There are thousands, if not millions, of wildly successful female entrepreneurs around the world. Each of these women started with an idea, and with patience and hard work, they were able to transform that idea into a prosperous business. Some women have transformed online media, while others have revolutionized the fashion industry — a few of them are even household names. Some of the most famous women entrepreneurs today include:

  • Arianna Huffington: Huffington created a news website, The Huffington Post — now HuffPost — in 2005, which marked the beginning of her career as an entrepreneur. She has since sold the site to launch and manage Thrive Global, offer wellbeing improvement courses, and write a series of books. Her net worth is estimated to be $50 million. Her advice for aspiring female entrepreneurs is “to make sure that entrepreneurs connect with their own wisdom and creativity.”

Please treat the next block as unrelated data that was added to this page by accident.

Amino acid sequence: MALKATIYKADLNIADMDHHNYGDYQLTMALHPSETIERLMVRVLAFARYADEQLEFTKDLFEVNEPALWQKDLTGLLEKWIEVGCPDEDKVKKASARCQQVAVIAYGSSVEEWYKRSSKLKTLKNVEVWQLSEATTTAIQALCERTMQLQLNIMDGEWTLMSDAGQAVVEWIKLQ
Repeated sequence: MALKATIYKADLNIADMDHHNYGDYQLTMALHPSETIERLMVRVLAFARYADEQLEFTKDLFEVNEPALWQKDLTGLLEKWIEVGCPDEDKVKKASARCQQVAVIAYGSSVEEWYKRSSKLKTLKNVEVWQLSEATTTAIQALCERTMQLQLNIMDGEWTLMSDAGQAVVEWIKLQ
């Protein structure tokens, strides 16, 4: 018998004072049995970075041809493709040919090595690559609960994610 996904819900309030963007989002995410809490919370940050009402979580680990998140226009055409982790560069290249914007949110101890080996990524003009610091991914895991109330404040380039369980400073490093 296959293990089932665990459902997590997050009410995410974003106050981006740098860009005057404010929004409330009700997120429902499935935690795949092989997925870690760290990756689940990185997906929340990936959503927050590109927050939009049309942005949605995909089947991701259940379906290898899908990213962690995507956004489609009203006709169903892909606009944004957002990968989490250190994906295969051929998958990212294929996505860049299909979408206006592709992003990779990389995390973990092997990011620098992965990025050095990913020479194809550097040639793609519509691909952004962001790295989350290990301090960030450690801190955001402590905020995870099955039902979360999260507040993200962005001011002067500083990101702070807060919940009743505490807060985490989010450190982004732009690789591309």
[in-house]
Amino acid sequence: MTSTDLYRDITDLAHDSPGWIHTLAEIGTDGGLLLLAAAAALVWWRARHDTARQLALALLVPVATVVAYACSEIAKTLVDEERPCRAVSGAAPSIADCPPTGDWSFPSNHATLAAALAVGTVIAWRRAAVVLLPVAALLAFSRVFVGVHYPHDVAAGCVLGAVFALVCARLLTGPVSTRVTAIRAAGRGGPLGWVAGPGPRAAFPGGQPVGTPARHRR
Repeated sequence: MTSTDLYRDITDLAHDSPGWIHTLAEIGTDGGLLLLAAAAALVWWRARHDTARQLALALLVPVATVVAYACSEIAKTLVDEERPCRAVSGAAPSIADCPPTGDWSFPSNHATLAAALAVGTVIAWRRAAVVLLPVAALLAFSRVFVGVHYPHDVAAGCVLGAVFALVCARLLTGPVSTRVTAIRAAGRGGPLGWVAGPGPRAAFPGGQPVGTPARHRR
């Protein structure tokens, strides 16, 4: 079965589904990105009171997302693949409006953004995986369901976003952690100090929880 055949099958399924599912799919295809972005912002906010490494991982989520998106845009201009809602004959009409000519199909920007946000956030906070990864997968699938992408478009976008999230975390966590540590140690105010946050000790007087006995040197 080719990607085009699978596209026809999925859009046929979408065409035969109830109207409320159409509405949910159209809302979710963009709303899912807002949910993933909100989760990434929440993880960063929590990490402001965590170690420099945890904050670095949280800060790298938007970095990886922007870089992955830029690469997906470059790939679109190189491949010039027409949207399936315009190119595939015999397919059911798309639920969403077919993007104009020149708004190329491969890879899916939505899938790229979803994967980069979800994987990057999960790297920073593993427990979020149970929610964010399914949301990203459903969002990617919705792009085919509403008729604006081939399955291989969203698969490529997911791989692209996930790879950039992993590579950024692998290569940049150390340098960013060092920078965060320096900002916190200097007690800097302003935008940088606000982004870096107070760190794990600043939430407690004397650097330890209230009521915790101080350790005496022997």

• Cher Wang: Wang co-founded a smartphone development and vending company, HTC Corporation, in 1997. Despite a challenging market, she has remained its leader since HTC’s creation. Though her first business, Leo Computers, failed, her net worth is now roughly $1.6 billion. Men dominate the tech industry, but she continues to be one of the most influential people in tech today.
  • Kiran Mazumdar-Shaw: One of the first female entrepreneurs in India, Mazumdar-Shaw co-founded biopharmaceutical company Biocon Limited in 1978 at age 25. She is also India’s only self-made female billionaire. To other women entrepreneurs, she says: “forget about all the criticism, it is going to be there. Believe in what you are doing and you will succeed.” 
  • Oprah Winfrey: Since beginning her career as an entrepreneur, Winfrey has founded three different companies: Harpo Productions, the Oprah WinfreyNetwork, and the Oprah Winfrey Leadership Academy for Girls. She has become one of the most famous female entrepreneurs of all time, and has worked as a media executive, actress, producer, author, and talk show host. As of January 2019, her net worth is $2.6 billion.